21/05/13 19:26 Filed in: Video Games
As the resident games journalist here at All Good Things I was closely watching today's reveal of Microsoft's successor to the Xbox 360, now called the Xbox One. Normally, here (as is obvious from our name) we like to focus on the positives but I feel we need to raise awareness of an issue that's been building for quite some time within the games industry: publishers complaining that they are losing money on used game sales.
What exactly is it that makes the games industry feel entitled to complain about the first sale doctrine, which has been an important part of copyright and the economy since the beginning of time. From cars to comic books, all industries have understood the rights of the purchaser to buy from them, sell what they buy, or choose to buy their product from a third party at their own discretion.
Not game makers though…at least not anymore. In this day where games can sell 3.4 million new copies in a month but still be considered a financial disappointment, they instead focus upon how much more money they're losing because they can't just force people to only give their money directly to them.
Enter the Xbox One. Now I like my Xbox just fine. I'm not a fanboy for any console manufacturer right now; SEGA is my first and only love. However, Microsoft hopes to court publisher support by doing exactly what I mentioned above. The new Xbox One will require paying an added fee directly to Microsoft on every used or borrowed game. As a gamer, I cannot support that. I’ve always taken comfort in knowing that I am building equity on my purchases, which can later be used to buy more games, new or used.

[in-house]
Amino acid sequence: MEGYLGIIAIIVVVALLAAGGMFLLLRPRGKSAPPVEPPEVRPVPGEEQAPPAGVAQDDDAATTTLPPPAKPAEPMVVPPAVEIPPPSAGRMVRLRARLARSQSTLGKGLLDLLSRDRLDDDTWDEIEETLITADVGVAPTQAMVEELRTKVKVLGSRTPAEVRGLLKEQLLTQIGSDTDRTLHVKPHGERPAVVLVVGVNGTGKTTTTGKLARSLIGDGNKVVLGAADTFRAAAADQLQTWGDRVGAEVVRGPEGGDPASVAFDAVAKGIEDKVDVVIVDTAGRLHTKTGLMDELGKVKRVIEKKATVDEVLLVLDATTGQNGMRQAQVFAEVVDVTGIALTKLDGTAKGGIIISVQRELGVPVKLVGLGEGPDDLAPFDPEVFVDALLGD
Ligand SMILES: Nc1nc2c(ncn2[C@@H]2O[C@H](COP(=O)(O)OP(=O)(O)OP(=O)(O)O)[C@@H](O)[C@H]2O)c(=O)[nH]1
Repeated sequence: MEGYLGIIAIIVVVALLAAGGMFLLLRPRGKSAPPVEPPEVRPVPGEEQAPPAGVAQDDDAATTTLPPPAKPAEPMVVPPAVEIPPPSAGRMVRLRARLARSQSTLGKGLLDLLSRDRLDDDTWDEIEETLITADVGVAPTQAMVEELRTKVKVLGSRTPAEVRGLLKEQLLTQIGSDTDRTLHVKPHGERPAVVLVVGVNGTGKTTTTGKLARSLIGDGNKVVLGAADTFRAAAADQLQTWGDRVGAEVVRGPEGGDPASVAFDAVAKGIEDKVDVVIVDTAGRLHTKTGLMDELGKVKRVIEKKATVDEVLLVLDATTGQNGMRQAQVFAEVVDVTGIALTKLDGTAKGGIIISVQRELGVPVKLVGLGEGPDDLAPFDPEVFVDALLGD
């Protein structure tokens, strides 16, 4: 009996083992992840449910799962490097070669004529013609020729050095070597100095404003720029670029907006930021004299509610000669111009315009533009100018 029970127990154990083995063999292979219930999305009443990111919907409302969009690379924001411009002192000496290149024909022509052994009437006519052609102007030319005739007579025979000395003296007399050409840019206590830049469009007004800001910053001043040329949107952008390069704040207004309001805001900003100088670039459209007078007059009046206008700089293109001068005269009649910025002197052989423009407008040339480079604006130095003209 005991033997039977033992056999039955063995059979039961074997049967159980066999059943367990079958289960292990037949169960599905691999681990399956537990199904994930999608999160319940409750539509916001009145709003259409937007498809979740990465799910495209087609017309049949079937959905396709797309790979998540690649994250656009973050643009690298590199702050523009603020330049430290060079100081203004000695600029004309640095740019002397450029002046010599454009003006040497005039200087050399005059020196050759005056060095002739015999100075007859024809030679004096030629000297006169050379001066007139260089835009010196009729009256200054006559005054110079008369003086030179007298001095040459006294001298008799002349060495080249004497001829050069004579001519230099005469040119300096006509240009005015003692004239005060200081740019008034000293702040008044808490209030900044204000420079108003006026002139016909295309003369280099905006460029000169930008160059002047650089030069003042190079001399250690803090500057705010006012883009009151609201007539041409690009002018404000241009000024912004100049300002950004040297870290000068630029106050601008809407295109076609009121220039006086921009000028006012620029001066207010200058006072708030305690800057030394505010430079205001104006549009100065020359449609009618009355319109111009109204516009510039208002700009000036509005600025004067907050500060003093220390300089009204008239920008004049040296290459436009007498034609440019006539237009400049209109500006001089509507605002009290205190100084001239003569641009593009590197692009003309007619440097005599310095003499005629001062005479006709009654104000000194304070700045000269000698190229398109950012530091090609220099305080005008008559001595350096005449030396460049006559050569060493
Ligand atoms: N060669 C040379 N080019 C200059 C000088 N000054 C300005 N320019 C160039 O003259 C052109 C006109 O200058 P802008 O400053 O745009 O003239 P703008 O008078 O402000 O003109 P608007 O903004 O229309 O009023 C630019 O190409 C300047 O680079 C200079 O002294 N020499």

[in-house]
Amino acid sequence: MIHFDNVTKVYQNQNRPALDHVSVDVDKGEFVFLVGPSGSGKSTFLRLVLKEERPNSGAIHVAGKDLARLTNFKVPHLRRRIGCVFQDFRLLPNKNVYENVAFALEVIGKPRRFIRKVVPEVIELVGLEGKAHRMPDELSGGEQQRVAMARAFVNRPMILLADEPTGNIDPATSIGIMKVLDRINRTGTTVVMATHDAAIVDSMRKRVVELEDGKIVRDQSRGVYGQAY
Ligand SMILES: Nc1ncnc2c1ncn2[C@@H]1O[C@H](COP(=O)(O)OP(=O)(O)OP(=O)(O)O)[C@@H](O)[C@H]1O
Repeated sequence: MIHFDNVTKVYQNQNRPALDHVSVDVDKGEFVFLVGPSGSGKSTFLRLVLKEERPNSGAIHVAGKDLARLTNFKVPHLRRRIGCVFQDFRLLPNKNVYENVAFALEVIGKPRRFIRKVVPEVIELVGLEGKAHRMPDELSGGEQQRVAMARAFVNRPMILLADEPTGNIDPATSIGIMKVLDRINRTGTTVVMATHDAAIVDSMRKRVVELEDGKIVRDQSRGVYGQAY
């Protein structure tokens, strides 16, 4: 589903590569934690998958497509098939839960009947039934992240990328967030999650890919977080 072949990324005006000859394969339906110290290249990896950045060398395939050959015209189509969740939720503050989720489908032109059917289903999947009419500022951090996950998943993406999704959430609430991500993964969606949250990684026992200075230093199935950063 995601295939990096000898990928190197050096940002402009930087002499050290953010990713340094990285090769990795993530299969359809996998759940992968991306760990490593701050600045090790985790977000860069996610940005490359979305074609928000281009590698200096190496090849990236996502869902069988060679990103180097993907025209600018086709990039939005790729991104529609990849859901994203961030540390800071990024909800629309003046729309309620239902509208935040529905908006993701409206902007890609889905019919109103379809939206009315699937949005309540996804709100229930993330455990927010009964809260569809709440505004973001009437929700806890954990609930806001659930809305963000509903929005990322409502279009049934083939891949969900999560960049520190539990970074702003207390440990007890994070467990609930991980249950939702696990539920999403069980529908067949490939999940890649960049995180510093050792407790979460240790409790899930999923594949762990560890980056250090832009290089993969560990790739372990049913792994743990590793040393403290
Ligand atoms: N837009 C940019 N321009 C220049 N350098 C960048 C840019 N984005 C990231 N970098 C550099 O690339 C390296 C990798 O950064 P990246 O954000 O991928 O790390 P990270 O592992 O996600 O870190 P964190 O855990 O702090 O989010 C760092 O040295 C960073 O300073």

How many great games have been released this year alone? If you can afford to drop sixty dollars every few weeks then good for you but many of us cannot and don't feel we should have to pay an extra ten, fifteen, twenty dollars on top of what we can pay as we would for anything else or conversely lose $10-20 on games we would like to sell if the market for used games drops proportionately.
In the past five years we have forked over while publishers slash out content to sell piecemeal as DLC; we've had to deal with online passes (which the Xbox One also integrates on a hardware level) and worse. Don't stand for this because the more you let them take from you, the more they will try to take. You have other options like the Wii U or the upcoming Playstation 4, neither of which currently have plans to do anything like this.
UPDATE: Apparently, XBOX is playing damage control disavowing that any of these used game fee strategies will be put into place and saying only that the new system has the ability to implement such a pricing strategy at a future date. Uh-huh. http://www.technobuffalo.com/2013/05/21/xbox-one-fee-for-buying-used-games-full-retail-price/